The issue of radicalisation in prison is defined and represented by the media and politicians as a relatively contemporary phenomenon associated with the rise of Islamic extremism post 9/11. The narrative is familiarly one-dimensional and public protection orientated: young, mostly black and Asian prisoners are being brainwashed by hardened Muslim extremist prisoners and fashioned into potential terrorists and fanatics. The number of newly converted Muslim prisoners has apparently increased dramatically, now numbering some 12 thousand, and in some jails, allegedly, the balance of power between prison staff and “Muslim gangs” has shifted dangerously to the advantage of the latter. The issue or question of prison radicalisation is, in the opinion of the media and political establishment, linked inextricably to the rise of Islamic extremism throughout global society generally with no contextual explanation or cause within the reality of prison itself or the treatment of prisoners.
In fact, the political or religious radicalisation of prisoners has many historical antecedents, especially in the U.S, and is a phenomenon created and influenced not just by prisoner peer group pressure or the alleged brainwashing activities of dominant and manipulative extremist prisoners; it is a transformative experience primarily influenced by forces of alienation and exclusion, and intrinsically linked to the life experience of the radicalised.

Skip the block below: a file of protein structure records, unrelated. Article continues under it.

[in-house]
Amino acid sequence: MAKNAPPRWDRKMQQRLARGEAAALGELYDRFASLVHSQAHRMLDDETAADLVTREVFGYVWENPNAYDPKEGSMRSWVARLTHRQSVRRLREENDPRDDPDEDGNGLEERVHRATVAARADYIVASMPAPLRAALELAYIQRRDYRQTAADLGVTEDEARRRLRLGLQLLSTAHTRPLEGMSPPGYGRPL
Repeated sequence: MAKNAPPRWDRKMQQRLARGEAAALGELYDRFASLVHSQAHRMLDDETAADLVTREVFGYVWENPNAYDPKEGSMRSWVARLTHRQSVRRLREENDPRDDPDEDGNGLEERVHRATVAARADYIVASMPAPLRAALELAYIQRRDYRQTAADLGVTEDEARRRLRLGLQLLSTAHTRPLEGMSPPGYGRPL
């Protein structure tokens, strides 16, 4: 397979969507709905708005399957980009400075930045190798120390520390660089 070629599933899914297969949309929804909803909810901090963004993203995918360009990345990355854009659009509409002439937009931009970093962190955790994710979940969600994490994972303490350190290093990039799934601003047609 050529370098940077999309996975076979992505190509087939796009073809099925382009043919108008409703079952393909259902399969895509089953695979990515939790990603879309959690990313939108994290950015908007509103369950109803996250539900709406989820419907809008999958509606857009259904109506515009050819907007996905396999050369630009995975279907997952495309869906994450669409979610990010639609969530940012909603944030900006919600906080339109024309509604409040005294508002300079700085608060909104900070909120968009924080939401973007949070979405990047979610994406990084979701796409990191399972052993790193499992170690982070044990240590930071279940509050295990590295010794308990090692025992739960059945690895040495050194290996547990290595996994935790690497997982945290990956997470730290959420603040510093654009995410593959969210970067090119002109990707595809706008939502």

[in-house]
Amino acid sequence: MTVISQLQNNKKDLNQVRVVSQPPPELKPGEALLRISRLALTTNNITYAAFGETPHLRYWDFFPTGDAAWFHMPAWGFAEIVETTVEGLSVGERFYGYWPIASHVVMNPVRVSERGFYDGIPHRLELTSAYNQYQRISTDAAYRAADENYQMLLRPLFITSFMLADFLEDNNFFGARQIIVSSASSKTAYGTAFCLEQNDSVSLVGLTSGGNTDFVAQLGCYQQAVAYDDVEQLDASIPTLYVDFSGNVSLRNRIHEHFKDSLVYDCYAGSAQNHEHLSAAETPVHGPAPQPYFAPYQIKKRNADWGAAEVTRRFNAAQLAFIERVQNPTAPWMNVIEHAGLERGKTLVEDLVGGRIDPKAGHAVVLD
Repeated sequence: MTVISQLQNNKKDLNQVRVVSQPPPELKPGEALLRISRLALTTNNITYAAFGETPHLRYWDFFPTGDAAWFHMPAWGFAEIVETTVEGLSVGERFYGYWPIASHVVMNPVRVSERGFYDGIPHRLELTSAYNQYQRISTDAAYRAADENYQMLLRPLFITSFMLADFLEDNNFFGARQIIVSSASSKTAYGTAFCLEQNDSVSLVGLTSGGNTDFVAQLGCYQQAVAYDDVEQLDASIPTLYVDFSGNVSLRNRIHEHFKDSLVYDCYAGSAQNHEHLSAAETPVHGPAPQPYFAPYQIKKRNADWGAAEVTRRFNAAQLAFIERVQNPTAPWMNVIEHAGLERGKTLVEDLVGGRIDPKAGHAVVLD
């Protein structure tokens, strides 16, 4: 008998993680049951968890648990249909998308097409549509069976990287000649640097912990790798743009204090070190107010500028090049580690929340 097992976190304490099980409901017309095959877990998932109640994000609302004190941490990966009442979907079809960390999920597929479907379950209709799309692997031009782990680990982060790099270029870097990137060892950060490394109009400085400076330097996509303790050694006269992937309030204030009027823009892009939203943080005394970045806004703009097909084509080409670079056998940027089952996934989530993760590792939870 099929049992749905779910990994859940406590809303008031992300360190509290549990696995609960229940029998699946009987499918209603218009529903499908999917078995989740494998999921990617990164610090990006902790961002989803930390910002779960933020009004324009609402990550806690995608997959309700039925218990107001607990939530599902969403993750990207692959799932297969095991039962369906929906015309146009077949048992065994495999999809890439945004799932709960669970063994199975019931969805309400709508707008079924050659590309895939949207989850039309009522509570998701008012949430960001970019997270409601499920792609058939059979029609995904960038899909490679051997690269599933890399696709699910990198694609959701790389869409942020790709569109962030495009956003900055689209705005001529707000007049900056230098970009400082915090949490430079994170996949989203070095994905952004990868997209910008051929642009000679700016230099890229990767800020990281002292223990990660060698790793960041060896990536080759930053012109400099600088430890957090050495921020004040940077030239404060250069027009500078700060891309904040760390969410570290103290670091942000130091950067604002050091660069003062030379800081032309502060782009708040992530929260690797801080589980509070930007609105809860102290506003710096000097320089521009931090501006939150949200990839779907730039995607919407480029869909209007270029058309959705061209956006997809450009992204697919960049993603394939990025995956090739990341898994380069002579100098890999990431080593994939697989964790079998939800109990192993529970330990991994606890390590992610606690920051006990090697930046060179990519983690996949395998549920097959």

Prisons have always been sites of potential radicalisation (Malcolm X once described them as “universities of revolution”) and during the 1960s and 1970s a veritable wave of political radicalisation swept through the prison systems of the U.S. and Western Europe that found form and expression in prisoner's unions, revolutionary organisations and uprisings that were vocalised in the language of class struggle and radical politics. This movement also created a whole genre of radical prison literature, especially in the U.S., that politicised the whole prison experience and viewed it through the prison of social and political repression. Racism, in particular, focused the anger and radicalisation of black prisoners in the U.S. during the 1960s, and both the Black Panther Party and the Nation of Islam had a substantial following in the U.S. prisons during that period. And the prisoners that embraced these groups shared a common life experience of poverty, racism and injustice that in prison crystallized into political radicalism and commitment to a cause. The radicalisation of young British Muslims in jail is fuelled by the same life experience of racism and alienation, re-enforced by a growing Islamophobia on society generally and the profiling of almost entire communities as potential terrorists. Radical ideologies do not take root and grow in a vacuum and the message of the so-called “extremist Muslims within the prison system would not find fertile ground unless there also existed a collective experience with which that message resonated.